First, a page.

Paper presented at the 28th Annual Southern African Transport Conference 6 - 9 July 2009 "Sustainable Transport", CSIR International Convention Centre, Pretoria, South Africa.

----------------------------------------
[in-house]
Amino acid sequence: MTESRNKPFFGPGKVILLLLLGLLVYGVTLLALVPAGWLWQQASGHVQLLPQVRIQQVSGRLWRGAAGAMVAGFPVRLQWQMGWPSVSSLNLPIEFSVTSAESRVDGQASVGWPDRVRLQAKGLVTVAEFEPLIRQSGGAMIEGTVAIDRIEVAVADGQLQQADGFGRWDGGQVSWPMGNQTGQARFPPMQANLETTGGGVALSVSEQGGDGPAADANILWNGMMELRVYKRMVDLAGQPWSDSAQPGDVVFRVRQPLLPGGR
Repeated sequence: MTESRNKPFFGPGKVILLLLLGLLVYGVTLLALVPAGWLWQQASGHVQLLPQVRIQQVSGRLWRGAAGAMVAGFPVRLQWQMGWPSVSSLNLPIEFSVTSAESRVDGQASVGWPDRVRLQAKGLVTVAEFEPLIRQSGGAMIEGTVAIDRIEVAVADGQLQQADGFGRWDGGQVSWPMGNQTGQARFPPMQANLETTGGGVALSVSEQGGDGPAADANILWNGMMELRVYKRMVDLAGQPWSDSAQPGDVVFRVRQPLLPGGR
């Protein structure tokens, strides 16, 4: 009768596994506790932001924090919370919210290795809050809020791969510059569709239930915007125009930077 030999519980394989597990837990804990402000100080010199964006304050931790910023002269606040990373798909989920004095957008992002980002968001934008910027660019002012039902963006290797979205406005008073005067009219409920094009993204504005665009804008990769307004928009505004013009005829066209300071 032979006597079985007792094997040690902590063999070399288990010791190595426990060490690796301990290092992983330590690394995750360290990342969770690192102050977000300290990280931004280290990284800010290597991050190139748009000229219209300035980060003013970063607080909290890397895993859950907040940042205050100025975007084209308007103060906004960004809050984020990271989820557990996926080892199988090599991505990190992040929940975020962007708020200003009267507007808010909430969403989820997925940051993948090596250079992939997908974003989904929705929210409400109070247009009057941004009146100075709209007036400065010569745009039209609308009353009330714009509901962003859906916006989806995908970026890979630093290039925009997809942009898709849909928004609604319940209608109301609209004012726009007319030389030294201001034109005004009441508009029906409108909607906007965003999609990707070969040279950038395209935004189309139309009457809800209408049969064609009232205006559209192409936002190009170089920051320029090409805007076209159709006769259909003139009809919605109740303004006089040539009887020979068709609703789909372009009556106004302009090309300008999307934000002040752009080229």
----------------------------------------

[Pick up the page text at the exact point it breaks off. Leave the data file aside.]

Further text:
Spiralling road construction and maintenance costs combined with the limited funding for the expansion of the road network means that road authorities must justify the need to implement road projects. Traffic transport models are tools that can provide answers regarding the evaluation of alternative road network improvement options including the analysis of the benefits of a project as well as the potential impact on other parts of the road network. A significant project in this regard is the Gauteng Freeway lmprovement Project (GFIP), currently being implemented by the South African National Road Agency Limited (SANRAL). This paper describes noteworthy lessons learned while developing the GFlP transport model with the aim of providing some insight to transport modellers and those who rely on the output from these models what can be expected from them and where the engineer fits into this picture.
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